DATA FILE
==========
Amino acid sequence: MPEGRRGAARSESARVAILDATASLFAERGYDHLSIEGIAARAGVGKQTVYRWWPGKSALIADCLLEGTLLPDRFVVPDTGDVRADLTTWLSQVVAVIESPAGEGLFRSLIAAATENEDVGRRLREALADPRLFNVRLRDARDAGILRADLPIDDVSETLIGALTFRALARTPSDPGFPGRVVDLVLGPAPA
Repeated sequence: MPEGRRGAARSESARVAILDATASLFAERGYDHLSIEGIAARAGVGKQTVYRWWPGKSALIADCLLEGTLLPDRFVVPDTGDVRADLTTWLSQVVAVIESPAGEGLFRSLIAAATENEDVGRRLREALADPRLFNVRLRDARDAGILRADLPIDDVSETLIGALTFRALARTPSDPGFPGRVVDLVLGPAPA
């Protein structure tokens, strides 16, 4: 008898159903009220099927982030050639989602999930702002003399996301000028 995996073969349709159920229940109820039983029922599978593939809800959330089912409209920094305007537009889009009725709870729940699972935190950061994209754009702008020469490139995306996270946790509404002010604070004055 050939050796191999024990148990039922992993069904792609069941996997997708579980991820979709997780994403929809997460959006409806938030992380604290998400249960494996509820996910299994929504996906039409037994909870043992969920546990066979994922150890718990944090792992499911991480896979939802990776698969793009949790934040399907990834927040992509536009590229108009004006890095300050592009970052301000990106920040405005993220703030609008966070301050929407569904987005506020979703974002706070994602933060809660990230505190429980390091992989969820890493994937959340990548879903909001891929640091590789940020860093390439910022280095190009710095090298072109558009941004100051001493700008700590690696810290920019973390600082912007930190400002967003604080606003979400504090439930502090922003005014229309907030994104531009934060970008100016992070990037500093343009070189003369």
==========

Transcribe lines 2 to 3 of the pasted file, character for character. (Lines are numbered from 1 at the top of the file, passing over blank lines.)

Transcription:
Repeated sequence: MPEGRRGAARSESARVAILDATASLFAERGYDHLSIEGIAARAGVGKQTVYRWWPGKSALIADCLLEGTLLPDRFVVPDTGDVRADLTTWLSQVVAVIESPAGEGLFRSLIAAATENEDVGRRLREALADPRLFNVRLRDARDAGILRADLPIDDVSETLIGALTFRALARTPSDPGFPGRVVDLVLGPAPA
């Protein structure tokens, strides 16, 4: 008898159903009220099927982030050639989602999930702002003399996301000028 995996073969349709159920229940109820039983029922599978593939809800959330089912409209920094305007537009889009009725709870729940699972935190950061994209754009702008020469490139995306996270946790509404002010604070004055 050939050796191999024990148990039922992993069904792609069941996997997708579980991820979709997780994403929809997460959006409806938030992380604290998400249960494996509820996910299994929504996906039409037994909870043992969920546990066979994922150890718990944090792992499911991480896979939802990776698969793009949790934040399907990834927040992509536009590229108009004006890095300050592009970052301000990106920040405005993220703030609008966070301050929407569904987005506020979703974002706070994602933060809660990230505190429980390091992989969820890493994937959340990548879903909001891929640091590789940020860093390439910022280095190009710095090298072109558009941004100051001493700008700590690696810290920019973390600082912007930190400002967003604080606003979400504090439930502090922003005014229309907030994104531009934060970008100016992070990037500093343009070189003369």